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cem simsek
Turkish Localization & Online Marketing Specialist

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If you’ve yet to work with Google Tag Manager, here’s the description provided for the dataLayer object in the API reference:

The dataLayer is a global object of key/value pairs passed to Google Tag Manager. It can be used to describe information that isn’t available as part of a page DOM or other JavaScript variables. The dataLayer object needs to be initialized.

The dataLayer is basically a global JavaScript object used to pass variables and/or events to Google Tag Manager [see Using a Data Layer].

If you’re a third party provider (analytics, retargeting, etc) working with a client who’s using Google Tag Manager you can make use of pre-existing data in the dataLayer object.

Ideally your client’s IT team will have "implemented a data layer as recommended in the developer documentation, rendering data accessible via the Data Layer macro type" [see Macro Types -> Data Layer]. However if they haven’t, you can still make use of information passed to the dataLayer object. Hopefully your client’s IT team will have at least implemented server-side or client-side scripts to dynamically populate the values for each of the keys they’re defining and pushing to the dataLayer object. Assumedly they will have done, passing meaningful keys such as ecomm_prodid or ecomm_totalvalue as defined here —> [AdWords Dynamic Remarketing GTM deployment]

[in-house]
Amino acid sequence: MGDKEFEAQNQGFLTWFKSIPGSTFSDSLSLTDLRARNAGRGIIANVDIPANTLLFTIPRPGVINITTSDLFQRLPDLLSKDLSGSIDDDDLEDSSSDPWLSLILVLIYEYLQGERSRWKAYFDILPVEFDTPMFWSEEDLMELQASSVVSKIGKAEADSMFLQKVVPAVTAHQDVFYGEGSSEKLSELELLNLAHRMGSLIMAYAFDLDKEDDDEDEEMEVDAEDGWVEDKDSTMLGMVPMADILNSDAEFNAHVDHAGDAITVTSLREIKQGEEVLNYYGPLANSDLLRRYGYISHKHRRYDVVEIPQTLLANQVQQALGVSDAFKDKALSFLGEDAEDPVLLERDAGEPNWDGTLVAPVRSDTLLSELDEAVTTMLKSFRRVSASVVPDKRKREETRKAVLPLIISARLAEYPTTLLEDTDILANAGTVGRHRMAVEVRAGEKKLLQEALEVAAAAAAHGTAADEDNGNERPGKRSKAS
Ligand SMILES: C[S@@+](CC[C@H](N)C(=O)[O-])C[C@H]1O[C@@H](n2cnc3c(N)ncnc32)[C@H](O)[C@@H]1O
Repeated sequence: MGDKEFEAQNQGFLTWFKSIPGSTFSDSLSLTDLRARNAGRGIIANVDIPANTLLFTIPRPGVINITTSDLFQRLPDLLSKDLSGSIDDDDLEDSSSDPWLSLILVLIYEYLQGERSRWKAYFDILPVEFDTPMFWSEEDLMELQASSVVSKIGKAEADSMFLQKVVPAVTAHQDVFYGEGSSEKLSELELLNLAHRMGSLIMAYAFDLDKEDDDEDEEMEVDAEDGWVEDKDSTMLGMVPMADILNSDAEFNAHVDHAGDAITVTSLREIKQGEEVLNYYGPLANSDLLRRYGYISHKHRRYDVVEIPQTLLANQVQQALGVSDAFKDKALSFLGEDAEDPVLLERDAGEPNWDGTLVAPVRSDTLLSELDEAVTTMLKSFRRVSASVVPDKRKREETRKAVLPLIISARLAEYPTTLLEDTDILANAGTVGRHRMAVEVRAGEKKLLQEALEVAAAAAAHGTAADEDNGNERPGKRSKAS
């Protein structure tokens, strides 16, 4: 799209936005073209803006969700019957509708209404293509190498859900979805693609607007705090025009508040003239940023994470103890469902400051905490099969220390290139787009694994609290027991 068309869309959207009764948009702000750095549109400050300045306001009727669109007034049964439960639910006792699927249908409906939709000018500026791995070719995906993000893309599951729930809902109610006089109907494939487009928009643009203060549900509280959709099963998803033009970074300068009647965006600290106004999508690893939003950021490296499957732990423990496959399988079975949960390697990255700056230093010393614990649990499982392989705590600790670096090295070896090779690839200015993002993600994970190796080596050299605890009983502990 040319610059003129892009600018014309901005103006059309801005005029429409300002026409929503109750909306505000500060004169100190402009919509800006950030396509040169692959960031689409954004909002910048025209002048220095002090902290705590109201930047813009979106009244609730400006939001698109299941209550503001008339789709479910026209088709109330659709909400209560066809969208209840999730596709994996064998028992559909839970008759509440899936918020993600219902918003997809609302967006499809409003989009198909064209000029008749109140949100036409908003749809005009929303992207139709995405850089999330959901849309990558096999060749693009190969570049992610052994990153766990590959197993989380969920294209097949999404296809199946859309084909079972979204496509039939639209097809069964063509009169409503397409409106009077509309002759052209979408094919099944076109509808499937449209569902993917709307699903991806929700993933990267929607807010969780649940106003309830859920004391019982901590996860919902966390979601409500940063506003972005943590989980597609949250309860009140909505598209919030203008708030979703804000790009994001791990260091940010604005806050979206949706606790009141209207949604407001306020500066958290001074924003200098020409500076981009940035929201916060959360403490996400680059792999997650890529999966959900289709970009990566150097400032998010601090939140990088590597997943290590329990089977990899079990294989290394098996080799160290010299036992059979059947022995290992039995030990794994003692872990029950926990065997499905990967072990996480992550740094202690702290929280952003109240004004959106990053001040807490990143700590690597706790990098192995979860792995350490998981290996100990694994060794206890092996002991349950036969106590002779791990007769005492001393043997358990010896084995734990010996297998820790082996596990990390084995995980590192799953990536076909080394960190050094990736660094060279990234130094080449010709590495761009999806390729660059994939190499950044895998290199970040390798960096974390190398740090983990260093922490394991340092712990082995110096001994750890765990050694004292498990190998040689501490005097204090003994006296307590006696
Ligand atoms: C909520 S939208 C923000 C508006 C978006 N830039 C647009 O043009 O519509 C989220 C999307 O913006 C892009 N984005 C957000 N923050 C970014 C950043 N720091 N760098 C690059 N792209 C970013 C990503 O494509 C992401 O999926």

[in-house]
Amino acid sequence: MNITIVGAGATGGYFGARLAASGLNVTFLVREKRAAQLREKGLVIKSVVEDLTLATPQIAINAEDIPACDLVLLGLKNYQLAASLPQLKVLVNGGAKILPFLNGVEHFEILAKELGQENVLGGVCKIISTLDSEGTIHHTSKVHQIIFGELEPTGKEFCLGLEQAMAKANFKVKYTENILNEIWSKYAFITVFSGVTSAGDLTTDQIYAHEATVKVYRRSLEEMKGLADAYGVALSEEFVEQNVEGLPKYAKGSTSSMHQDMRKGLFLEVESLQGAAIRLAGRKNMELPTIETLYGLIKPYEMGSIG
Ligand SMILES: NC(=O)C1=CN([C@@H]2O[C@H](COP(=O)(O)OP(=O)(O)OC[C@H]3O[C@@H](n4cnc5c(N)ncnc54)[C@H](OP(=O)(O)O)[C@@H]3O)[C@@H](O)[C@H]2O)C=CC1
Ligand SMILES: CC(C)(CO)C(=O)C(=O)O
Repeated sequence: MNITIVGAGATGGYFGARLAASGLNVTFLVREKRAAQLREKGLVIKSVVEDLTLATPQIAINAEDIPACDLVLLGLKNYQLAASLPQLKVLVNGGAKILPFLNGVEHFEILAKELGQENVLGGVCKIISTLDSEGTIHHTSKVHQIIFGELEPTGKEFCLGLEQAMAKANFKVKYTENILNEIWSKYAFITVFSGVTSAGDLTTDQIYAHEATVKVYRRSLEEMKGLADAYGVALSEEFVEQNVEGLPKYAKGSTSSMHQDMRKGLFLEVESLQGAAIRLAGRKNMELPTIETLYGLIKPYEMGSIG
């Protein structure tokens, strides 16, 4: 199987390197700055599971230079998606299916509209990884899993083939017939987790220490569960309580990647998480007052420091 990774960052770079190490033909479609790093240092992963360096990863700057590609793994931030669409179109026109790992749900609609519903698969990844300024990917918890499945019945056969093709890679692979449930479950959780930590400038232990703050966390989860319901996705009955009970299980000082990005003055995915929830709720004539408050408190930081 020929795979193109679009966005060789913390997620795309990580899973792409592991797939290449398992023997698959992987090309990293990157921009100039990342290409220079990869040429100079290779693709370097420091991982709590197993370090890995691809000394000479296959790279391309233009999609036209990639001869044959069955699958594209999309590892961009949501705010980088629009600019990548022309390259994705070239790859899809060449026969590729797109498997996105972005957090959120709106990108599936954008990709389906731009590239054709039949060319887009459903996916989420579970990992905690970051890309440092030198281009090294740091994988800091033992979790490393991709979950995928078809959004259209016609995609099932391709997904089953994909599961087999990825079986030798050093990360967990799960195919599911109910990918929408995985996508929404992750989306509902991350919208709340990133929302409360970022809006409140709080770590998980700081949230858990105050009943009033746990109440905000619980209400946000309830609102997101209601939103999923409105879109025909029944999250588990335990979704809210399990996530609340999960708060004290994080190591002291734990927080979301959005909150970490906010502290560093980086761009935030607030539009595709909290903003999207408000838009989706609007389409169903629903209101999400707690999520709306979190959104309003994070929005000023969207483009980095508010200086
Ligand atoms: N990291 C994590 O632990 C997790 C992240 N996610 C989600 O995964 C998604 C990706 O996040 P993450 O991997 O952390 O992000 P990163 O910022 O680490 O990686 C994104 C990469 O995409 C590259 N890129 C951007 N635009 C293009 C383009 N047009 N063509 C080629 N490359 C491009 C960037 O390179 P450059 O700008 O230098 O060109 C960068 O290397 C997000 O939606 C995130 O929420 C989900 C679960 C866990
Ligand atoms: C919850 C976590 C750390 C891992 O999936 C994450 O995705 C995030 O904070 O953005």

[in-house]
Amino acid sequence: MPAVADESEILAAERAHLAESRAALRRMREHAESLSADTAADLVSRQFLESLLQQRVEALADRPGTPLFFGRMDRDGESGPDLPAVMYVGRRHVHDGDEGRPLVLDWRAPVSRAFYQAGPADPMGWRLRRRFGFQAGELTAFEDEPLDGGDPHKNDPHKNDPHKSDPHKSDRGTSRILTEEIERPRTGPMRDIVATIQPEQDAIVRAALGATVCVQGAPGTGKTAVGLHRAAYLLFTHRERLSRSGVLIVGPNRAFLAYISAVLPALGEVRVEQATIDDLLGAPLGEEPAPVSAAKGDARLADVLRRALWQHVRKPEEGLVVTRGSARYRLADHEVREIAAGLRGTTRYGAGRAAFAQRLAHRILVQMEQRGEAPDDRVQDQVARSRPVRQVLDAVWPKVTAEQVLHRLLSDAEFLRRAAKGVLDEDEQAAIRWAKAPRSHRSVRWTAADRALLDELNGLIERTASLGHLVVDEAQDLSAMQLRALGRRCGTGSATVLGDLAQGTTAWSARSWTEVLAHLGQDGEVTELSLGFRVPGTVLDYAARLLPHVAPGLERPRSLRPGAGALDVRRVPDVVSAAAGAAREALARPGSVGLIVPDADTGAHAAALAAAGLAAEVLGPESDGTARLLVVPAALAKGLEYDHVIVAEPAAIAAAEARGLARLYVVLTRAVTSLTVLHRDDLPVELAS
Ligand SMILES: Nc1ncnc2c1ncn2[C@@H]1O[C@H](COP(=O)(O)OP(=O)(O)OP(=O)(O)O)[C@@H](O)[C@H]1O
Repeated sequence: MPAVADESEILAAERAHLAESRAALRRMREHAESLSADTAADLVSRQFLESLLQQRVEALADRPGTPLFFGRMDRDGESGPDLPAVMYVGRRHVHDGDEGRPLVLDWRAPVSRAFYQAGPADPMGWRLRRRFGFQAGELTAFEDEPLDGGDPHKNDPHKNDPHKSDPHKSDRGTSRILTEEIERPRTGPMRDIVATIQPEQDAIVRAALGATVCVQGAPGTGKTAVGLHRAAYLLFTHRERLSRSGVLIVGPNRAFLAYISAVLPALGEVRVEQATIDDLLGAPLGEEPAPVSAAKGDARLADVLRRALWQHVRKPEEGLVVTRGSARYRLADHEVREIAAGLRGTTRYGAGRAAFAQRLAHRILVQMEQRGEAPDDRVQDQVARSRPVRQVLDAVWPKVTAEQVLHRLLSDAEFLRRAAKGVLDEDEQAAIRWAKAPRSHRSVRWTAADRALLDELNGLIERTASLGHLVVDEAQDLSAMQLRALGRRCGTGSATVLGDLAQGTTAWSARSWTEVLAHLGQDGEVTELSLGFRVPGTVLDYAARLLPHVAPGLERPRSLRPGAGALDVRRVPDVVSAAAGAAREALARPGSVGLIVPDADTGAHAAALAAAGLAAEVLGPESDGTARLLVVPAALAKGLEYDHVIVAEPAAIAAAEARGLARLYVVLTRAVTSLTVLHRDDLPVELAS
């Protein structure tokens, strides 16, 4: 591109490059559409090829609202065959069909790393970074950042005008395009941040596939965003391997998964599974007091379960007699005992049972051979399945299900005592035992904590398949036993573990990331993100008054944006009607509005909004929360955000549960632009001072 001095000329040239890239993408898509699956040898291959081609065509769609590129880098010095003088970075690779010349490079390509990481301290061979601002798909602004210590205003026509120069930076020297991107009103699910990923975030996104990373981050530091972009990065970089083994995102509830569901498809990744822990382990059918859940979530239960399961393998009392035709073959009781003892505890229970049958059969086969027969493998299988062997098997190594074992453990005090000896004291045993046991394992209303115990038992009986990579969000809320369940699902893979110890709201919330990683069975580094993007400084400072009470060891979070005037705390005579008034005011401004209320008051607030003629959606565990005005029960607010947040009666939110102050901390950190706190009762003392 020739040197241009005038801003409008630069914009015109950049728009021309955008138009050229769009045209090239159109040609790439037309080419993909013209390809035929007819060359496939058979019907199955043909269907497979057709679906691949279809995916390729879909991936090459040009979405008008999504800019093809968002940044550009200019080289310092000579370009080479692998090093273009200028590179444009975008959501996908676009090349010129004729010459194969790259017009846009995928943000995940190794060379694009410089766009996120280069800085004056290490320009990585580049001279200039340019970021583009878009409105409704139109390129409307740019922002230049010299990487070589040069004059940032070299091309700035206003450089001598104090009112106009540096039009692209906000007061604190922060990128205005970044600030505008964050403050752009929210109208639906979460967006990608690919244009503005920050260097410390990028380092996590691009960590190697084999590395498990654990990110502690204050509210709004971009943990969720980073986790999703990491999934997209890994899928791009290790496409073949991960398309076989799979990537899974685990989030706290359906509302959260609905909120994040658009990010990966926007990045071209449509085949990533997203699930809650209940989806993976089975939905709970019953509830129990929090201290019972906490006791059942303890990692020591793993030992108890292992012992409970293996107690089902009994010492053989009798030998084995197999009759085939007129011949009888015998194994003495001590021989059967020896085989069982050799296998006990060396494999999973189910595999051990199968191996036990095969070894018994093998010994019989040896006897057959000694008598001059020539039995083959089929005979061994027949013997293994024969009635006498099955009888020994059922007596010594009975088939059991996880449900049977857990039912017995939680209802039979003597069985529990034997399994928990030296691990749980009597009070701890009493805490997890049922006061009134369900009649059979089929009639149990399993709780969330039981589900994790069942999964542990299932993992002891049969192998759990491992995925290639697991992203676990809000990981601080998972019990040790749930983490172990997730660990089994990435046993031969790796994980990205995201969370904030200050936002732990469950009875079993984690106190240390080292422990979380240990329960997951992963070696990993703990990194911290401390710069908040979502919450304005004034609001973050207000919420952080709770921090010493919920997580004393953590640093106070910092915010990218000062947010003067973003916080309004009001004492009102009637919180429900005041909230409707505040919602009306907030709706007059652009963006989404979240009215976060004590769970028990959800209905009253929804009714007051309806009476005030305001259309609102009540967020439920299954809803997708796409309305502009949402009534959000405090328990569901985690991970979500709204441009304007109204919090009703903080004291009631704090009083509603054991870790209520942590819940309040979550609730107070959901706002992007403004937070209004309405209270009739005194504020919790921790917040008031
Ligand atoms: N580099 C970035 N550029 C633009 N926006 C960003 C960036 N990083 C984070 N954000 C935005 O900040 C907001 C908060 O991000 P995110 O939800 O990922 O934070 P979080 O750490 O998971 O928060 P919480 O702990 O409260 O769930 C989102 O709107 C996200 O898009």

The dataLayer object is in fact an Array object which you can inspect by simply typing dataLayer and hitting Enter in your favourite JavaScript debugger. On a page where the dataLayer object is present —> Array.isArray(dataLayer) will return true. If your client pushed an object with the recommended AdWords Dynamic Remarketing keys to the dataLayer array you’ll find this object in the array. With my client’s site the remarketing keys were in a nested object in index 0 of the dataLayer array. The nested object had the key of google_tag_params. While writing this post I found that this object is actually initially created as a global variable (i.e. window.google_tag_params) and then pushed to the dataLayer array [a related article]. So it turns out that in my script (custom HTML) I could have referred to the global variable rather than dataLayer[0].google_tag_params.

If you’d like to make use of the script I came up with to copy the key/value pairs to my own Conversion object here’s part of it in a GitHub Gist.